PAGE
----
Depressive symptoms and headaches in relation to proximity of residence to an alternating-current transmission line right-of-way.
Electric power transmission lines have become objects of public controversy.
Hypotheses have linked neurobehavioral effects to the electric and magnetic fields that these lines produce.
The authors conducted a telephone interview survey in November 1987 to assess the prevalence of depressive symptoms and headache in relation to proximity of residence to an alternating-current transmission line in the United States.
Proximity to the line, defined as residing on a property abutting the right-of-way or being able to see the towers from one's house or yard, was positively associated with a measure of depressive symptoms.
The association was not explained by demographic variables associated with depression or by attitudes about power lines or other environmental issues.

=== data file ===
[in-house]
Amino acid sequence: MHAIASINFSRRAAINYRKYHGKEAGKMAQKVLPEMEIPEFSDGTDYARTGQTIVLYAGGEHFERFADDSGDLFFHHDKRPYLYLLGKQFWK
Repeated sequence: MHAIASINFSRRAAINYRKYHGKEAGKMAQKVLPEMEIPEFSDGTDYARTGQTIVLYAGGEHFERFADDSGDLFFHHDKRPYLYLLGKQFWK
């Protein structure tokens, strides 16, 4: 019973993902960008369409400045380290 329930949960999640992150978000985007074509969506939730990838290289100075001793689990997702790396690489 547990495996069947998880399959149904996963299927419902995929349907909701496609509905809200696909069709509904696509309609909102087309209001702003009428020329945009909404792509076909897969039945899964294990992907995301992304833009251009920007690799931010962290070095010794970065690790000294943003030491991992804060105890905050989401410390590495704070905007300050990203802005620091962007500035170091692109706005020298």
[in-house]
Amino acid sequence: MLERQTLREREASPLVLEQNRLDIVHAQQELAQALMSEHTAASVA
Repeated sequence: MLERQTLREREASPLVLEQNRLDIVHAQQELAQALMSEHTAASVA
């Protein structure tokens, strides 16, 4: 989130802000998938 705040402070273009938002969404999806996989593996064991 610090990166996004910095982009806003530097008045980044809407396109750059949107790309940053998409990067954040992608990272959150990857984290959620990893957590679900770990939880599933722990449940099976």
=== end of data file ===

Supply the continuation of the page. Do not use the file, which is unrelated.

Mots-clés Pascal : Champ électromagnétique, Etat dépressif, Céphalée, Ligne transmission, Toxicité, Trouble humeur, Homme, Epidémiologie, Prévalence, Système nerveux pathologie, Trouble neurologique, Douleur, Etats Unis, Amérique du Nord, Amérique, Santé et environnement
Mots-clés Pascal anglais : Electromagnetic field, Depression, Headache, Transmission line, Toxicity, Mood disorder, Human, Epidemiology, Prevalence, Nervous system diseases, Neurological disorder, Pain, United States, North America, America, Health and environment
Notice produite par :
Inist-CNRS - Institut de l'Information Scientifique et Technique
Cote : 93-0343027
Code Inist : 002A08E. Création : 199406.